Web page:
Hannah Tverberg, a freshman in the School of International Service, said she saw waste management posts on the Office of Sustainability’s Instagram and appreciated having easy access to compost opportunities.

“I love seeing in the bathrooms that the paper towels are composted, that food from TDR is composted,” she said. “That makes me feel really good that AU is taking those steps to help the environment.”

To Tverberg, AU’s low scores in the competitions are odd, considering the school’s other sustainability efforts.

“I’m kind of surprised hearing that it’s ranked so low, especially when it’s done so many other measures to be so sustainable,” Tverberg said. “That’s honestly really surprising to me.”

Freshman Eleanor Ragle, a student in the School of Public Affairs, said AU’s participation in the Race could give people needed encouragement to recycle and compost.

“It seems like a pretty cool thing if we’re trying to do good,” Ragle said. “This is a fun way to build the desire to do that or encourage schools to take part in such an endeavor.”

For Ananya Nadgauda, a freshman in the School of Communications, the solution is using more reusable and non-disposable materials.

“I feel like that onus is more on students to be more responsible about how they’re consuming stuff,” Nadguada said. “Just don’t take more food than you can eat or don’t load up on disposable things that you’re just going to trash and then make it harder for them to be recycled properly.”

AU wasn’t the only university trying to encourage more reusable items and proper disposal of items, either. George Washington University’s Office of Sustainability also promoted recycling and composting methods for their participation in the Race. 

GW Sustainability Associate Colin O’Brien said promoting waste management via a newsletter and inviting students to play waste-sorting games for Whole Foods giveaways was successful.

“It’s the little incentives that we’re doing to help people get in the right mindset during this time of the year,” O’Brien said.

GW Sustainability interns also documented their waste habits and shared tips with the audience on the Sustainability at GW Instagram page between Feb. 13 and March 5, according to O’Brien.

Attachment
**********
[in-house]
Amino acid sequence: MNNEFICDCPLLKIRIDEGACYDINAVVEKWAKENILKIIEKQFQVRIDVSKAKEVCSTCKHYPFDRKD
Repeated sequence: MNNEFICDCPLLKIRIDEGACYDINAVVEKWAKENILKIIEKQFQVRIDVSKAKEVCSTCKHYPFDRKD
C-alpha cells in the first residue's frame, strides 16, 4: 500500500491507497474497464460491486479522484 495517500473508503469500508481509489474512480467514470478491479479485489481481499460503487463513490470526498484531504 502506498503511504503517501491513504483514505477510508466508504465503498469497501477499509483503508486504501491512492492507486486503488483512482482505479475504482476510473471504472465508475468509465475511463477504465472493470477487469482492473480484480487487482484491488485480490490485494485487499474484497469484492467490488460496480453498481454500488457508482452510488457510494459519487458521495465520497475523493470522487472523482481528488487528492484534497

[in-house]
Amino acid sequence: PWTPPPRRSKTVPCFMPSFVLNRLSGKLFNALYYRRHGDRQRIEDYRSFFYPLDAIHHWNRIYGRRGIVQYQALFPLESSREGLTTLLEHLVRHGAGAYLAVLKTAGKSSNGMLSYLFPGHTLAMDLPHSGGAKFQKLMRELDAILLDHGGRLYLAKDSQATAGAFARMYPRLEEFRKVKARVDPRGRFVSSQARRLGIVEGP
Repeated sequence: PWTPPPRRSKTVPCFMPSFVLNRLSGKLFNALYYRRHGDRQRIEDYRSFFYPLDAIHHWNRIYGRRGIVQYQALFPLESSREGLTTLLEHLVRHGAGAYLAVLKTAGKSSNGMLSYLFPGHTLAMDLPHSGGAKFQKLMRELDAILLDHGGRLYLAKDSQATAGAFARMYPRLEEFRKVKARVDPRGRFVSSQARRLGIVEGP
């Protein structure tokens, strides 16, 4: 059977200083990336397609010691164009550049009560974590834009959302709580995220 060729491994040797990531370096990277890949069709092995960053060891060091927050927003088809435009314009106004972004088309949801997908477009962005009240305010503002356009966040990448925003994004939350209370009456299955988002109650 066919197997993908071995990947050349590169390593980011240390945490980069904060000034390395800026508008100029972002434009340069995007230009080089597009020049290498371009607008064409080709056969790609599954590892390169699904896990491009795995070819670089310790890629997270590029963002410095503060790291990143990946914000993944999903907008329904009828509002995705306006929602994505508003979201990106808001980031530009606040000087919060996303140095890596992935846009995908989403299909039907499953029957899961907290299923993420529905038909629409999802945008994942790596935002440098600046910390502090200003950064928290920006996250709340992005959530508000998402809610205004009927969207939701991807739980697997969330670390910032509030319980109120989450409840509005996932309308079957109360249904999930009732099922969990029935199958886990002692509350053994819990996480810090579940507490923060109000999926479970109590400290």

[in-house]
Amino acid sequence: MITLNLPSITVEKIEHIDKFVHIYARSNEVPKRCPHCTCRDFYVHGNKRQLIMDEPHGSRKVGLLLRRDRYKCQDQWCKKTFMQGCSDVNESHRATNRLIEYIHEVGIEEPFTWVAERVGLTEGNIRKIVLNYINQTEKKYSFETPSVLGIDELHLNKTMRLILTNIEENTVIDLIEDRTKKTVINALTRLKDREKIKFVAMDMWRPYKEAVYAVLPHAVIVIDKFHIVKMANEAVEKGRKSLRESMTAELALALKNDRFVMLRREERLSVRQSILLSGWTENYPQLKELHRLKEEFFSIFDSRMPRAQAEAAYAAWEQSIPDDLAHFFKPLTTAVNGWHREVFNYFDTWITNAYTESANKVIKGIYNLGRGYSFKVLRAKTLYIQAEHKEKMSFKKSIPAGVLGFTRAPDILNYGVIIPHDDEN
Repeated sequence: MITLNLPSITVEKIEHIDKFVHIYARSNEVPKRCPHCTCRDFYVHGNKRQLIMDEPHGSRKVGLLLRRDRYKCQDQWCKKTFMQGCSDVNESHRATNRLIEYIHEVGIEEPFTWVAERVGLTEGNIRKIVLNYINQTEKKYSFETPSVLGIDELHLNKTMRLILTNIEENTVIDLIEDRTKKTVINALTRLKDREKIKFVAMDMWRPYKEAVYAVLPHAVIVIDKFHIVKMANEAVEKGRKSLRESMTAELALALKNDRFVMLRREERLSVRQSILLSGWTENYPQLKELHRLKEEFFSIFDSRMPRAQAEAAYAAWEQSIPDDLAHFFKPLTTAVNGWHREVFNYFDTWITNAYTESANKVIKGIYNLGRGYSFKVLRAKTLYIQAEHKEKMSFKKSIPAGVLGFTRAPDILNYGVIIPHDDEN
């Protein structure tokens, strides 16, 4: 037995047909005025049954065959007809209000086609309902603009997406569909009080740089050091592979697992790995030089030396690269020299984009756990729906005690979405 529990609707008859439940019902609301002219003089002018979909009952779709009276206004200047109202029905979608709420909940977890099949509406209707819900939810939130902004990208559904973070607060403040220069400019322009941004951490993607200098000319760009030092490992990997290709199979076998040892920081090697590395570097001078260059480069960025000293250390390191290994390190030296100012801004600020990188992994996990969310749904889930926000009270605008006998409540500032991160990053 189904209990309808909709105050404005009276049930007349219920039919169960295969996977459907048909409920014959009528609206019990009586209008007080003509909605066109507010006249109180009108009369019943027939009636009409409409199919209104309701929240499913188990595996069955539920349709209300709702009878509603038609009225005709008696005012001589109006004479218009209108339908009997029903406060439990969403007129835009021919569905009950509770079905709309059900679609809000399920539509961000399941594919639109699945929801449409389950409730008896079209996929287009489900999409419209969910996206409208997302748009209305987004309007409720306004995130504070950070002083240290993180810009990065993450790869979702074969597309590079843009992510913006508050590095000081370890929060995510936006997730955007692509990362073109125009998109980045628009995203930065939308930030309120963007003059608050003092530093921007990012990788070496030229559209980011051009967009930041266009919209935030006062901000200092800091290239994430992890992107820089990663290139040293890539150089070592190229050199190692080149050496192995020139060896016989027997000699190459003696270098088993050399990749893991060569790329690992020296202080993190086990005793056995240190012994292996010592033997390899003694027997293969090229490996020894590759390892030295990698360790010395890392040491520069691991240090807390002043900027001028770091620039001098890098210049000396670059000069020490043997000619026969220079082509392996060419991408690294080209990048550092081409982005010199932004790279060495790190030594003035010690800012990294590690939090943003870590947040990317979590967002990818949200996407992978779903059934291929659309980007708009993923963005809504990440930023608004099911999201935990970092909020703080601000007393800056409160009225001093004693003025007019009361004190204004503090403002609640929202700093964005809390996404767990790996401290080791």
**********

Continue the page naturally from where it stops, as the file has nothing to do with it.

Meanwhile, AU’s Office of Sustainability worked to remind people about the importance of zero waste, according to Boone.

“From what we’ve seen, people do care and people do understand that it is important and believe that it is important,” Boone said. “But often [there] is that sort of disconnect, and figuring out how to bridge that gap is a big thing that we’re working on.”

Part of that, Boone said, is helping people realize their zero waste efforts amount to change.

“Especially here at American, where we work really hard to make sure we know exactly where all of our waste streams are really going, individual actions as far as waste-sorting really do matter,” Boone said.

Litke said that the competition can teach people about how their actions matter. In turn, she said, the community as a whole will learn how to best achieve zero waste.

“If we can grow the number of students who understand the process and understand their relationship to it,” Litke said. “Then they’ll share that with their friends and their peers.”

Correction: A previous version of this article misstated AU’s rank and number of competing universities for the Diversion and Food Organics categories and misattributed AU’s 2023 Food Organics ranking. The article has since been updated, noting AU ranked 60th place of 65 universities in the Diversion category, 58th place of 79 universities in the Per Capita category and attributing AU’s 2023 Food Organics categories to the Race’s past results page.

This article was edited by Clair Sapilewski, Sara Winick and Abigail Pritchard. Copy editing done by Luna Jinks and Charlie Mennuti.